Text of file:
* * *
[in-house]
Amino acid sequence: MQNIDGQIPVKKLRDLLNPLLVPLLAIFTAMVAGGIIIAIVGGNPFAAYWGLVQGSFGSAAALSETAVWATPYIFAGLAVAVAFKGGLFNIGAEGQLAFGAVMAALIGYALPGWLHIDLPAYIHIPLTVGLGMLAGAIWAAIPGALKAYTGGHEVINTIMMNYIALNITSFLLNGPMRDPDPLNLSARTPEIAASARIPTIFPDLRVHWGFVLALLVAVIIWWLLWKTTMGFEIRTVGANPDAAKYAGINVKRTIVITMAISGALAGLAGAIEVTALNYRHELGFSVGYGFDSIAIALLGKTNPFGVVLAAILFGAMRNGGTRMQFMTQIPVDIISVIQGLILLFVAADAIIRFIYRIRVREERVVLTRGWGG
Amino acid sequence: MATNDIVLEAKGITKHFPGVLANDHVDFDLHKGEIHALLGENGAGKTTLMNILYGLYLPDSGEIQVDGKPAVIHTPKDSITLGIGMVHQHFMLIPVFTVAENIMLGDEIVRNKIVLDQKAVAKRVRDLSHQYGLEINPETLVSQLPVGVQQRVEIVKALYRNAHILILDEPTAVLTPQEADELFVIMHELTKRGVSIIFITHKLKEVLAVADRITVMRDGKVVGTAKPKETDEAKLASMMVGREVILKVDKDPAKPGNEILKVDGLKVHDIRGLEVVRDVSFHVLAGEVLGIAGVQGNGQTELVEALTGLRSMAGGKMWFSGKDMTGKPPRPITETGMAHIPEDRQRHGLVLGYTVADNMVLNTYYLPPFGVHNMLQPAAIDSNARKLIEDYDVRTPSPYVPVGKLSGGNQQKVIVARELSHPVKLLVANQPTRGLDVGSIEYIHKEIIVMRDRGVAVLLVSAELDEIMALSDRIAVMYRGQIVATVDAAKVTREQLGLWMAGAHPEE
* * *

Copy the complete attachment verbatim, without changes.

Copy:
[in-house]
Amino acid sequence: MQNIDGQIPVKKLRDLLNPLLVPLLAIFTAMVAGGIIIAIVGGNPFAAYWGLVQGSFGSAAALSETAVWATPYIFAGLAVAVAFKGGLFNIGAEGQLAFGAVMAALIGYALPGWLHIDLPAYIHIPLTVGLGMLAGAIWAAIPGALKAYTGGHEVINTIMMNYIALNITSFLLNGPMRDPDPLNLSARTPEIAASARIPTIFPDLRVHWGFVLALLVAVIIWWLLWKTTMGFEIRTVGANPDAAKYAGINVKRTIVITMAISGALAGLAGAIEVTALNYRHELGFSVGYGFDSIAIALLGKTNPFGVVLAAILFGAMRNGGTRMQFMTQIPVDIISVIQGLILLFVAADAIIRFIYRIRVREERVVLTRGWGG
Amino acid sequence: MATNDIVLEAKGITKHFPGVLANDHVDFDLHKGEIHALLGENGAGKTTLMNILYGLYLPDSGEIQVDGKPAVIHTPKDSITLGIGMVHQHFMLIPVFTVAENIMLGDEIVRNKIVLDQKAVAKRVRDLSHQYGLEINPETLVSQLPVGVQQRVEIVKALYRNAHILILDEPTAVLTPQEADELFVIMHELTKRGVSIIFITHKLKEVLAVADRITVMRDGKVVGTAKPKETDEAKLASMMVGREVILKVDKDPAKPGNEILKVDGLKVHDIRGLEVVRDVSFHVLAGEVLGIAGVQGNGQTELVEALTGLRSMAGGKMWFSGKDMTGKPPRPITETGMAHIPEDRQRHGLVLGYTVADNMVLNTYYLPPFGVHNMLQPAAIDSNARKLIEDYDVRTPSPYVPVGKLSGGNQQKVIVARELSHPVKLLVANQPTRGLDVGSIEYIHKEIIVMRDRGVAVLLVSAELDEIMALSDRIAVMYRGQIVATVDAAKVTREQLGLWMAGAHPEE